And speaking of book/film adaptations, a customer came in this morning asking for a copy of The Thin Red Line by James Jones after recently seeing the movie. It's out of print in this country. How did that happen? Publishers huh? Can't live with 'em, can't live without 'em.

Tuesday, October 24, 2006

Finn discovers Finnland

It was quiet, the dead of night. Finn lay in his cot and chatted to Miffy. He was just saying how difficult he found this whole walking/balancing thing when Miffy suggested he might like to try flying instead.

What a good idea!

Before long they were speeding through the skies. Miffy kept urging Finn to go higher and so he did. Up and up and up, through the clouds and into space...

Space was great fun. You could go even faster in space where there was no air or gravity to hold you back. But there was all sorts of junk floating about, a great ring of human dirt left by astronauts and cosmonauts on their previous visits.

Finn looked at Miffy. Was she smiling? Oh...so that was it. Finn grabbed Miffy by the feet and she opened that enigmatic x mouth of hers.

Miffy the space hoover! (Or Dyson!)

Finn guided Miffy around the earth, hoovering up all the space junk. Along the way they ate a couple of defense satellites, a surprising number of spy satellites and the odd piece of "star wars" missile gear. They also ate the Sky TV satellites but left all those that were there for research purposes. First orbit they left those that predicted the weather but then Miffy ate them too.

Finn realised he was losing control. Miffy was insatiable. The tiny x was now a huge X - almost as big as dad's gob when he was trying to fit a fork of sausage, egg, beans and bacon into it. And they were heading for the Moon!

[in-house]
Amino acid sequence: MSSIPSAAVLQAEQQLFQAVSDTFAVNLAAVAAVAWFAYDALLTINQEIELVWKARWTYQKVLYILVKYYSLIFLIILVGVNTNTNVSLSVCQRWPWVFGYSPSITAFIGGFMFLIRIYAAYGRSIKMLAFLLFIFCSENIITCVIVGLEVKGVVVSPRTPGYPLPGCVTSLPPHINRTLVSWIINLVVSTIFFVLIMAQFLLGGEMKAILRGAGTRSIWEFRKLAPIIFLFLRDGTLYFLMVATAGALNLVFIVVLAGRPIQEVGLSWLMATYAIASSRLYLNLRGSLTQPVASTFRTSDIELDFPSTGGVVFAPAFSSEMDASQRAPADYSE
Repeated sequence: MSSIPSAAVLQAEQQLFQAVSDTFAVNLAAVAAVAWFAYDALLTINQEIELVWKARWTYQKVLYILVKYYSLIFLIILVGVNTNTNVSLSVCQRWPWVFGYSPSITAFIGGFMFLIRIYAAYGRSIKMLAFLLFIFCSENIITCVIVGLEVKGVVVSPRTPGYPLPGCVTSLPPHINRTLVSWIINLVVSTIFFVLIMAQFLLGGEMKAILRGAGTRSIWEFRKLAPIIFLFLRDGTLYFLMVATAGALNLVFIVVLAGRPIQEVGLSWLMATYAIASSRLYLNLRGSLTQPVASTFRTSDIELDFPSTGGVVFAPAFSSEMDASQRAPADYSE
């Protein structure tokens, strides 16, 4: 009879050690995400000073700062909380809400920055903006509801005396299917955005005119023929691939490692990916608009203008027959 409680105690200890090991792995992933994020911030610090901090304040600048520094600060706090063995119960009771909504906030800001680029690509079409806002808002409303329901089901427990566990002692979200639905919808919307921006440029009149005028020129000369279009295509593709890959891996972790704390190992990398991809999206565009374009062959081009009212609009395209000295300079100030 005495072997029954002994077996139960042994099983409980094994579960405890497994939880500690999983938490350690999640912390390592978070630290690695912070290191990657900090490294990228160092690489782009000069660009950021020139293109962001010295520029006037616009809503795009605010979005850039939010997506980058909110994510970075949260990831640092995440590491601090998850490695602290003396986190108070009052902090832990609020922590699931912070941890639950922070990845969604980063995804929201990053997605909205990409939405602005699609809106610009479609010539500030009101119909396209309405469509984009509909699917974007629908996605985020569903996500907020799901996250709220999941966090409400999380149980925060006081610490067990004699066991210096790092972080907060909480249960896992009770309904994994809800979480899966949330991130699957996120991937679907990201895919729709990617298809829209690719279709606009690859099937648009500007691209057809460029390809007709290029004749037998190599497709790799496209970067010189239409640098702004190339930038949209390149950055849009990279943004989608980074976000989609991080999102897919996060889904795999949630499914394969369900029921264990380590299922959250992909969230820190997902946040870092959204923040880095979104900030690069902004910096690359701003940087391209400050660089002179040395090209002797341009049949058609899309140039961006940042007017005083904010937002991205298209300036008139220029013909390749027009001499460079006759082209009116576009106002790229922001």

Oh blimey, what started out as fun was now looking rather dangerous. If Miffy ate the moon planet earth was in real trouble and Finn was more into saving the world than destroying it. Oh arse. A promising little life so far but now Finn was going to be responsible for the end of the world. His frown spread from the forehead to the rest of his face. He began to cry.

But what's this? Here's dad. And there's Miffy, normal mouth - an inscrutable x.

"Had a bad dream?" asked dad.

Ohhh....thought Finn...

Monday, October 23, 2006

Christie Malry's Own Case Histories

Do you ever find clues, a sort of forensic trail in a novel which leads you to suspect what the author might have been reading when (s)he wrote it?

Obviously, I have an example.

I've just started reading Case Histories, by Kate Atkinson, and the book I read before that was Christie Malry's Own Double-Entry by BS Johnson - two books with little if any apparent similarity except that they are both good. Anyway, early on in the Atkinson book, we meet a character whose brother-in-law was a polar explorer, and I thought, hmm. Haven't I just read a book where the main character's father was a polar explorer? Oh yes, it was Christie Malry. Anyway, not a particularly interesting coincidence, so I didn't dwell on it and moved on. Then, only a few pages later in the Atkinson, I came across this: "Sometimes it seemed to him as if the entire world consisted of one accounting sheet - lost on one side, found on the other." Which really made me stop, because that's the basis of the entire plot of Christie Malry's Own Double-Entry (the double-entry in question refering to accountancy, and not to something you might have to search for on more dubiously-oriented websites.)

I don't think it's plagiarism and I don't think there's anything wrong with it. I just find it interesting (assuming that was the book she was reading, and not just two coincidences in a row) how little bits of the writer's real world can end up in their fiction.

Saturday, October 21, 2006

Sweet Smell of Success

The movie was on tv this morning at 8.30 in the a.m which gave me just enough time to watch it before opening the shop and I'd forgotten just what a heartstoppingly brilliantly cool and vicious film it was. Tony Curtis and Burt Lancaster were never better and New York never looked so damned noir. As Time Out says 'the dark streets gleam with the sweat of fear'. And the writing is right out of the top drawer